19 CRITICISMS OF MODERNIZATION The Ideological Critique: THEORY 1. From the neo-marxist viewpoint, the modernization perspective is a cold war ideology that is used to justify the intervention of the United States in third world affairs. 2. Bodenheimer (1970) points to the ideology of developmentalism. According to him the literature of development has suffered form four epistemological sins:
20 CRITICISMS OF MODERNIZATION THEORY a. Belief in the possibility of an objective social science free from ideology b. Belief in the cumulative quality of knowledge c. Belief in universal laws of social science, and d. Export of these three beliefs to Third World countries These epistemological sins led to the theoretical errors of belief in incremental and continuous development
21 CRITICISMS OF MODERNIZATION THEORY Neglect of the Issue of Foreign Domination The modernization school is criticized for ignoring the crucial element of foreign domination such as the history of colonialism, the control of multinational corporations over Third World economies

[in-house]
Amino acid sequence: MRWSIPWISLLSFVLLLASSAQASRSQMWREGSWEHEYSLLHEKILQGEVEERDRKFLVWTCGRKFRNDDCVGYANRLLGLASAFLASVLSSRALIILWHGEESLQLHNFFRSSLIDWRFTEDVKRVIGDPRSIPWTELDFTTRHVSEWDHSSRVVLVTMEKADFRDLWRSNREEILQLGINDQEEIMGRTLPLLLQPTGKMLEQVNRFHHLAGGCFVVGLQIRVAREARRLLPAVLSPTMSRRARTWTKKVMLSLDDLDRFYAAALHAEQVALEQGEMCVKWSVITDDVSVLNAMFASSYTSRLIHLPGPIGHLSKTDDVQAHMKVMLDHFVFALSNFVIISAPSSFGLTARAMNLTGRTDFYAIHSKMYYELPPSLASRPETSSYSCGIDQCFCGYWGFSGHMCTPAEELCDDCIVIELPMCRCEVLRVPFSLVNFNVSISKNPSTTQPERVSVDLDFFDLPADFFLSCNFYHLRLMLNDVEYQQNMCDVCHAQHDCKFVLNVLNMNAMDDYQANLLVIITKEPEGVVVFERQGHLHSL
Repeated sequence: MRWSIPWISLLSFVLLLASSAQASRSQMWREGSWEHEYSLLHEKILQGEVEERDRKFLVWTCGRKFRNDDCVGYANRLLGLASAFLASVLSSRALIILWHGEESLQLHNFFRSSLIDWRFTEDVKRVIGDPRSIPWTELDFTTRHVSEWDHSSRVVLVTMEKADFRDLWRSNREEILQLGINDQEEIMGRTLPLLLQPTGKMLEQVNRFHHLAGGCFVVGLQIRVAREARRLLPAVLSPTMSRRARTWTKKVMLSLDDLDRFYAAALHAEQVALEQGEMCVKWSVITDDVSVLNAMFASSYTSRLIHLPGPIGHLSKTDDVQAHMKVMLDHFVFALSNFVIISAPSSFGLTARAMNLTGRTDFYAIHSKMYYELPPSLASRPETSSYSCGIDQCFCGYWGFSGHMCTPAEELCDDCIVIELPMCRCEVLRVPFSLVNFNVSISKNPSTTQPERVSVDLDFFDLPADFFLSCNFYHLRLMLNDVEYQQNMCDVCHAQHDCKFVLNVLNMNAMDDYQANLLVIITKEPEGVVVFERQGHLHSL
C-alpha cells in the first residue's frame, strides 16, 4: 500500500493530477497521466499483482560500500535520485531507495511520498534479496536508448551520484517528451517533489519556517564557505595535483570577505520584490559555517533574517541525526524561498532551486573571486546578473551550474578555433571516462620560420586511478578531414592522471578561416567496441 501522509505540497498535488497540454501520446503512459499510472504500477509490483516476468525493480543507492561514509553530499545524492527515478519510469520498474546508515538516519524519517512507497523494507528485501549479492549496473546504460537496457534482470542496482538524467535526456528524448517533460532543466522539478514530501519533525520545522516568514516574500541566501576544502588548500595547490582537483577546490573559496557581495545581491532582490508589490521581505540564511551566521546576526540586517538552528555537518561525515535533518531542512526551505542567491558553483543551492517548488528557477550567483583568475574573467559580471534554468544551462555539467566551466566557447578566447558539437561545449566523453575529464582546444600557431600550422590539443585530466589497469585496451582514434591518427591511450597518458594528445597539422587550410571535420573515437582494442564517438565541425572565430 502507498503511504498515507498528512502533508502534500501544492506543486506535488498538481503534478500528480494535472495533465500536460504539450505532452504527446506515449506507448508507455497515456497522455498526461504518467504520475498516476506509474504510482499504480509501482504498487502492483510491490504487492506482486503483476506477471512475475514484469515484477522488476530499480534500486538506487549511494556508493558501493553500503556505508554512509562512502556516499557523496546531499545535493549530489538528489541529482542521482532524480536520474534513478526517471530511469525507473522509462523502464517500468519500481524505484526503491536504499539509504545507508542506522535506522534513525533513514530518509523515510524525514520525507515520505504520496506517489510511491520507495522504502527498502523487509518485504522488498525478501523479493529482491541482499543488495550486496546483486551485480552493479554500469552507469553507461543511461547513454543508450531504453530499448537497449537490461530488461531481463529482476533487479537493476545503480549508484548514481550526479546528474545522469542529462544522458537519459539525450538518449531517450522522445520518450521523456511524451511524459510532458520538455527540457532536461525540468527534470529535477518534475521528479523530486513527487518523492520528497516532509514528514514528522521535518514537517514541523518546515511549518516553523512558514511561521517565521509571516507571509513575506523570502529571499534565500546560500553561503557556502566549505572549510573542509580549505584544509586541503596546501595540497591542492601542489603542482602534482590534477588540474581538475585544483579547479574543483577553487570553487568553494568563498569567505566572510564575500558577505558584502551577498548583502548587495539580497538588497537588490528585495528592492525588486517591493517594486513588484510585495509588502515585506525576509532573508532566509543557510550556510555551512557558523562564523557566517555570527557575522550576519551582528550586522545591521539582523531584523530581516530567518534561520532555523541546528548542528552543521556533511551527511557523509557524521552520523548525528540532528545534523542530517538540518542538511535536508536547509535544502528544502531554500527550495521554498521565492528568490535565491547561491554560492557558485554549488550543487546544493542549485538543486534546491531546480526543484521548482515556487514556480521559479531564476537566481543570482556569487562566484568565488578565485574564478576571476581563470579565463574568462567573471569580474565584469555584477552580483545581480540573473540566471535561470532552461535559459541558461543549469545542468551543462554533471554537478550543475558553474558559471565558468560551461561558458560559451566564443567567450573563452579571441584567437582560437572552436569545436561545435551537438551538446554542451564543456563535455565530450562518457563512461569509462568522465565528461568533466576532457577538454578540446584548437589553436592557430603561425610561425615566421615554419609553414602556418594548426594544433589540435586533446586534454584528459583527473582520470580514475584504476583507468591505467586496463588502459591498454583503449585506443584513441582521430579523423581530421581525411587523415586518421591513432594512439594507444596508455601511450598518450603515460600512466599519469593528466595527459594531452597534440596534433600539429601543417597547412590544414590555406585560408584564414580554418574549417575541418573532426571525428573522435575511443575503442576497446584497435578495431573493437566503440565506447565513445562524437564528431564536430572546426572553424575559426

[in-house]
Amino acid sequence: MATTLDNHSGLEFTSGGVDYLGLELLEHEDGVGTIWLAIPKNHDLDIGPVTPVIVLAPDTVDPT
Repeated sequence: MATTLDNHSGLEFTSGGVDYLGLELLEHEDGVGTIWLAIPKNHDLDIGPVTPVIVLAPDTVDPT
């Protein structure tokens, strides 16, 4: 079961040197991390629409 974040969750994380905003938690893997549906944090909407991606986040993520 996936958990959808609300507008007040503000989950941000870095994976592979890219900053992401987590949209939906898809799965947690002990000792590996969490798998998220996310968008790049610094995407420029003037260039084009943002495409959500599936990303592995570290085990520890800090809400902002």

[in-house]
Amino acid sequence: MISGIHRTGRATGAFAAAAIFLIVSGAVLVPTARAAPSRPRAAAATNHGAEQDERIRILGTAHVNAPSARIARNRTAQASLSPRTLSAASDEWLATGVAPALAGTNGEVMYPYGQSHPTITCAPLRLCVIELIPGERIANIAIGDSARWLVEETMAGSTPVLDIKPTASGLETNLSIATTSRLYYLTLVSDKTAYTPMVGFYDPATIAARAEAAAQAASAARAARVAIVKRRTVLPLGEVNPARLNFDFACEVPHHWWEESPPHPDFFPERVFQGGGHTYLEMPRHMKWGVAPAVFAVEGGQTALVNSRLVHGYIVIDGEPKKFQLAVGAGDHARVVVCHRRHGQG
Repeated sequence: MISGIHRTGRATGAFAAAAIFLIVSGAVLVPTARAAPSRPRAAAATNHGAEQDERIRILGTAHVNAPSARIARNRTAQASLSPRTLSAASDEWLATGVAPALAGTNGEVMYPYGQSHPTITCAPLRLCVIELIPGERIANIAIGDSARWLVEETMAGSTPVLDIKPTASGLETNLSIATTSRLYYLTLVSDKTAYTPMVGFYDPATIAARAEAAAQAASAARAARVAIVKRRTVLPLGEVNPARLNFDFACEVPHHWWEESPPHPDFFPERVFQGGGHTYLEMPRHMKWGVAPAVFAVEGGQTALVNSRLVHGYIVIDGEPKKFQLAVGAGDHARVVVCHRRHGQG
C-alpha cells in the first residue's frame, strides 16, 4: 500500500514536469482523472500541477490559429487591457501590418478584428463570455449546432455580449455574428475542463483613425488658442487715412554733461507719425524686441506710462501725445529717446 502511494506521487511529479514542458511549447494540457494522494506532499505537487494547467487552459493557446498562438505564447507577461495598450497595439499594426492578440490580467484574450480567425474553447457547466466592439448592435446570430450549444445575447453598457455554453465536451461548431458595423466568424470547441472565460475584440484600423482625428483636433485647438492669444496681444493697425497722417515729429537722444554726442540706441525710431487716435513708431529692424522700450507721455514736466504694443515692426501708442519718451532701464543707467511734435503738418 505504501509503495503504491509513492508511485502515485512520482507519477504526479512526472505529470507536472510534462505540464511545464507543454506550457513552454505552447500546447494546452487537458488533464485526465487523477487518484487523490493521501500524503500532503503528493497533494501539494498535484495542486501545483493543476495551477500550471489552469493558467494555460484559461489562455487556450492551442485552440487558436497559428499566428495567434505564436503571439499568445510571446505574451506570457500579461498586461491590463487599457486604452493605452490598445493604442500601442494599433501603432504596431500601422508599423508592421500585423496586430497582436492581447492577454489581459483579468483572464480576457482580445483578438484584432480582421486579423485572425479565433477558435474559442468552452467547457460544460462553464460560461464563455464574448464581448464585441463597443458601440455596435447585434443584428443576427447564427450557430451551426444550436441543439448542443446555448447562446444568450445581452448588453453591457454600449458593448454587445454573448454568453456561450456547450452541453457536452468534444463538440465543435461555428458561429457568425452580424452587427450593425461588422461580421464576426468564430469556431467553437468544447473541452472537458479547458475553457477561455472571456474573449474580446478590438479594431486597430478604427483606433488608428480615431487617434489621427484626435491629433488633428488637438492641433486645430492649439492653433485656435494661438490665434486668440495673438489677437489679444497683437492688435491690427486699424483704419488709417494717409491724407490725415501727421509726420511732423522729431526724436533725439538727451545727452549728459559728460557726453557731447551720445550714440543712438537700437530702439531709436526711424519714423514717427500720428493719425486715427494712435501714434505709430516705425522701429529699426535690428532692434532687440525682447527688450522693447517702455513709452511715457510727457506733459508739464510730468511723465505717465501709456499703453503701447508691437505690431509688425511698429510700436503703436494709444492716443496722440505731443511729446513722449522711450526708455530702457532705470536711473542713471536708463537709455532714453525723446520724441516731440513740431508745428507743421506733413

22 ACTIVITY a. Critics argue that institutions like the World Bank are implicitly, if not explicitly, guided by the tenets of modernization and neo-evolutionary theories. Find a copy of one of the World Bank s recent World Development Reports, or access the Bank s website on www. worldbank.org/ and see what evidence you can find, if any, of ideas or assumptions characteristic of neo-evolutionary, modernization, or neo-modernization theory. b. To what extent are all theories of development about modernization? c. Critically assess the extent to which modernization theories explain the status of the Third World
23 REFERENCES Harrison, D The Sociology of Modernisation and Development. London: Macmillan. Roberts, J. Timmons, and Bellone Hite, A. (eds.) (2007). The Globalization and Development Reader: Perspectives on Development and Global Change. Oxford: Blackwell Publishing So, A. Y Social Change and Development. London: Sage Publishing, chapter 3, pages